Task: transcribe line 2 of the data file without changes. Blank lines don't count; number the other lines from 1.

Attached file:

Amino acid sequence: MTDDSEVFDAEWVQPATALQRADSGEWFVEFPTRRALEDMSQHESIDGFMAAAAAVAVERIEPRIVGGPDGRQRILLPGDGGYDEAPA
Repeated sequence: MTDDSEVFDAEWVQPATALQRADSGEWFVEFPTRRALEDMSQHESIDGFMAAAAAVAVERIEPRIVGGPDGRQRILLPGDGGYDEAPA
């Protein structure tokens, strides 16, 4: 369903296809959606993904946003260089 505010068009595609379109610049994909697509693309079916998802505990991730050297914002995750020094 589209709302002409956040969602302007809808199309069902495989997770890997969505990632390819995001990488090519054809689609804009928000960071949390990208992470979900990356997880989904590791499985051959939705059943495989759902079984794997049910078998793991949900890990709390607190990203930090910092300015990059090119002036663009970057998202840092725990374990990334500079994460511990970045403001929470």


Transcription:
Repeated sequence: MTDDSEVFDAEWVQPATALQRADSGEWFVEFPTRRALEDMSQHESIDGFMAAAAAVAVERIEPRIVGGPDGRQRILLPGDGGYDEAPA